The number of inhabitants and the number of surgical procedures in Norway increased by the same proportion, leaving the treatment rate for simple and complex spine surgery stable at an average of 120 procedures per 100 000 inhabitants per year over the period (Table 1). In the area encompassed by Northern Norway Regional Health Authority, the number of inhabitants grew at a slower rate, and the number of surgical procedures showed little variation with no clear trend over time. The average rate amounted to 109 surgical procedures per 100 000 inhabitants per year (91 % of the national average).

Table 1

Number of inhabitants, number of surgical procedures for degenerative lumbar spine disease (simple and complex surgery) and treatment rates standardised by sex and age (number of procedures per 100 000 inhabitants per area of residence per year) for people resident in Norway as a whole and in the area of Northern Norway Regional Health Authority, 2014–2018.

Area of residence

2014

2015

2016

2017

2018

Average

Norway

Inhabitants, n

5 165 802

5 213 985

5 258 317

5 295 619

5 328 212

5 252 387

Surgical procedures, n

5 995

6 342

6 417

6 492

6 494

6 348

Treatment rate

116.5

121.6

121.6

121.5

120.2

120.3

Northern Norway Regional Health Authority

Inhabitants, n

480 740

481 994

484 647

486 001

486 452

483 967

Surgical procedures, n

552

566

544

562

518

548

Treatment rate

111.1

113.8

108.0

110.6

101.8

109.1

There were minor variations in the treatment rates for simple spine procedures and treatment of fractures in Norway during this period (Figures 1a and 1c). For those resident in the area of Northern Norway Regional Health Authority, the average treatment rates for simple and complex spine surgery were 101 (95 % of the national average) and 8 (57 % of the national average) lumbar spine procedures per 100 000 inhabitants per year respectively (Figures 1a and 1b).

Figure 1 Average number of spine procedures per 100 000 inhabitants per year in the period 2014–18, standardised by sex and age, by health regions as areas of residence for a) simple and b) complex spine procedures and c) surgical treatment of spine fractures. The interval shows the variation in annual rates, from the lowest to the highest. Note that the scale on the x axis varies between the component graphs.

The differences in treatment rates between the areas of residence in the catchment area of Northern Norway Regional Health Authority were moderate, but there were large annual variations in some areas of residence (Figure 2). Starting from 2015, residents in the local hospital area of Bodø had a consistently lower rate than the national average, with an average of 86 surgical procedures per 100 000 inhabitants per year (72 % of the national average).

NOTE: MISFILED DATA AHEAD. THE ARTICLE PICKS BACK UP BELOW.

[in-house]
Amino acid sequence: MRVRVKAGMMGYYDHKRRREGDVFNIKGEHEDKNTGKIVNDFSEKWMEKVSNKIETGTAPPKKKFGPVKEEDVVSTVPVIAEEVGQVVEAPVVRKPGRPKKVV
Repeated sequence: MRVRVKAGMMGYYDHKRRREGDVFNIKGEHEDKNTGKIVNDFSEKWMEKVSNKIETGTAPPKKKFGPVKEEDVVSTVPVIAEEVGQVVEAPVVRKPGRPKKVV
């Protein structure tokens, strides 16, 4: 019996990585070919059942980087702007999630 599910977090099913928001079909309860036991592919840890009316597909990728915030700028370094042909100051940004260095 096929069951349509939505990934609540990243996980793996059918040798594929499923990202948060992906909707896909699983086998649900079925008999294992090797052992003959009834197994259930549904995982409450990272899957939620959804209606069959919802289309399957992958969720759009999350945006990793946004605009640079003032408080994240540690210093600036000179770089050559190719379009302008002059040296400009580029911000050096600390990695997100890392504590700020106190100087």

Figure 2 Average number of procedures for degenerative lumbar spine disease (simple and complex surgery) per 100 000 inhabitants per year in the period 2014–2018, standardised by sex and age, by a) the residential regions covered by the health enterprises under Northern Norway Regional Health Authority and b) residential regions covered by the local hospitals within the Northern Norway Regional Health Authority area. The interval shows the range in annual rates, from the lowest to the highest. Note that the scale on the x axis varies between the component graphs. UNN = University Hospital of North Norway.

Local coverage

The number of surgical procedures for degenerative lumbar spine disease among people resident in the Northern Norway Regional Health Authority area included 2 541 (93 %) simple and 201 (7 %) complex procedures. The local coverage (simple and complex spine surgery) increased from 60 % to 84 % over the period (Table 2). Local coverage remained stable at more than 90 % for emergency surgery over the entire period (data not shown).

Table 2

Place of treatment for patients who were resident in the Northern Norway Regional Health Authority area and who underwent surgery for degenerative lumbar spine disease (simple and complex surgery), 2014–2018. Number (%). UNN = University Hospital of North Norway.

Place of treatment

2014

2015

2016

2017

2018

Average

Northern Norway Regional Health Authority

334 (60)

432 (76)

439 (81)

453 (81)

436 (84)

419 (77)

UNN Tromsø

265 (48)

359 (63)

363 (67)

367 (65)

352 (68)

341 (62)

Central Norway Regional Health Authority

78 (14)

50 (9)

20 (4)

27 (5)

33 (6)

41 (7)

Western Norway Regional Health Authority

45 (8)

19 (3)

7 (1)

11 (2)

6 (1)

17 (3)

South-Eastern Norway Regional Health Authority

20 (4)

22 (4)

28 (5)

29 (5)

35 (7)

27 (5)

Private hospital under contract

75 (14)

43 (8)

50 (9)

42 (7)

8 (2)

44 (8)

Total

552 (100)

566 (100)

544 (100)

562 (100)

518 (100)

548 (100)

In 2014, approximately 65 % of all patients resident in Finnmark and Troms counties and the Ofoten district underwent surgery at the University Hospital of North Norway in Tromsø, 25 % in state-owned hospitals in other regions and 10 % in private hospitals under contract with a regional health trust (Table 3). This situation changed during the period: in 2018, more than 90 % underwent surgery at the University Hospital of North Norway and less than 5 patients were treated in private hospitals. For those resident in the Nordland and Helgeland districts, the only clear trend over time was that the proportion of nearly 20 % who underwent surgery in private hospitals at the start of the period gradually fell to less than 5 patients in 2018.The degree of local coverage varied by around 30 % for both regions of residence. In the period overall, a larger proportion of the residents of the Nordland district (42 %) underwent surgery at the University Hospital of North Norway, compared to residents of the Helgeland district (24 %). The proportion of patients treated in state-owned hospitals in another health region was higher for residents of the Helgeland (28 %) than for Nordland district (17 %).

Table 3